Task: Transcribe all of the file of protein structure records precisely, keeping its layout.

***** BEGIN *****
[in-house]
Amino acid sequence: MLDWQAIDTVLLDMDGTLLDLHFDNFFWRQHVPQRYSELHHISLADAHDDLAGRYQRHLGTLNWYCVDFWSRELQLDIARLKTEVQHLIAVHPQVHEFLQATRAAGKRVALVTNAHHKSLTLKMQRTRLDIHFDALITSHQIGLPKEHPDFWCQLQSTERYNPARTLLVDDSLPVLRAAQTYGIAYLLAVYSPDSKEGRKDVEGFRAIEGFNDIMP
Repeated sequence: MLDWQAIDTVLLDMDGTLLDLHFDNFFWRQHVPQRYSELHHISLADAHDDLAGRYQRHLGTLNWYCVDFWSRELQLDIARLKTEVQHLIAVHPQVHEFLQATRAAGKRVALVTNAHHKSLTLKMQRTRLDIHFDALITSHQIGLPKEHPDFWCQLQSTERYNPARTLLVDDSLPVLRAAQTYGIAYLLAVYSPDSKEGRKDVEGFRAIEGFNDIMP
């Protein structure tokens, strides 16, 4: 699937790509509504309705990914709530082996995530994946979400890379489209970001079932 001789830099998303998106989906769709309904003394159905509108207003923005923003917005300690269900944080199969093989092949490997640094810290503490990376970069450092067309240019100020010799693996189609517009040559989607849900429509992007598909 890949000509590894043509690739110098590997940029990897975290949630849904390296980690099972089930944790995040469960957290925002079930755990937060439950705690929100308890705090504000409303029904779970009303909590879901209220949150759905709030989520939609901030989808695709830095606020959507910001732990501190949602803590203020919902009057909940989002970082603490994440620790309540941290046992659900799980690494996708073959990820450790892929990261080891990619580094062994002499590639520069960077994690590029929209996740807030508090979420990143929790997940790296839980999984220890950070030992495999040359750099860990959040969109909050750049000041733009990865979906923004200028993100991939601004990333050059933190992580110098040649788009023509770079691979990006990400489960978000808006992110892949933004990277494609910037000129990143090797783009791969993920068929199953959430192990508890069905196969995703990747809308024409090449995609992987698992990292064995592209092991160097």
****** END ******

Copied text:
[in-house]
Amino acid sequence: MLDWQAIDTVLLDMDGTLLDLHFDNFFWRQHVPQRYSELHHISLADAHDDLAGRYQRHLGTLNWYCVDFWSRELQLDIARLKTEVQHLIAVHPQVHEFLQATRAAGKRVALVTNAHHKSLTLKMQRTRLDIHFDALITSHQIGLPKEHPDFWCQLQSTERYNPARTLLVDDSLPVLRAAQTYGIAYLLAVYSPDSKEGRKDVEGFRAIEGFNDIMP
Repeated sequence: MLDWQAIDTVLLDMDGTLLDLHFDNFFWRQHVPQRYSELHHISLADAHDDLAGRYQRHLGTLNWYCVDFWSRELQLDIARLKTEVQHLIAVHPQVHEFLQATRAAGKRVALVTNAHHKSLTLKMQRTRLDIHFDALITSHQIGLPKEHPDFWCQLQSTERYNPARTLLVDDSLPVLRAAQTYGIAYLLAVYSPDSKEGRKDVEGFRAIEGFNDIMP
């Protein structure tokens, strides 16, 4: 699937790509509504309705990914709530082996995530994946979400890379489209970001079932 001789830099998303998106989906769709309904003394159905509108207003923005923003917005300690269900944080199969093989092949490997640094810290503490990376970069450092067309240019100020010799693996189609517009040559989607849900429509992007598909 890949000509590894043509690739110098590997940029990897975290949630849904390296980690099972089930944790995040469960957290925002079930755990937060439950705690929100308890705090504000409303029904779970009303909590879901209220949150759905709030989520939609901030989808695709830095606020959507910001732990501190949602803590203020919902009057909940989002970082603490994440620790309540941290046992659900799980690494996708073959990820450790892929990261080891990619580094062994002499590639520069960077994690590029929209996740807030508090979420990143929790997940790296839980999984220890950070030992495999040359750099860990959040969109909050750049000041733009990865979906923004200028993100991939601004990333050059933190992580110098040649788009023509770079691979990006990400489960978000808006992110892949933004990277494609910037000129990143090797783009791969993920068929199953959430192990508890069905196969995703990747809308024409090449995609992987698992990292064995592209092991160097």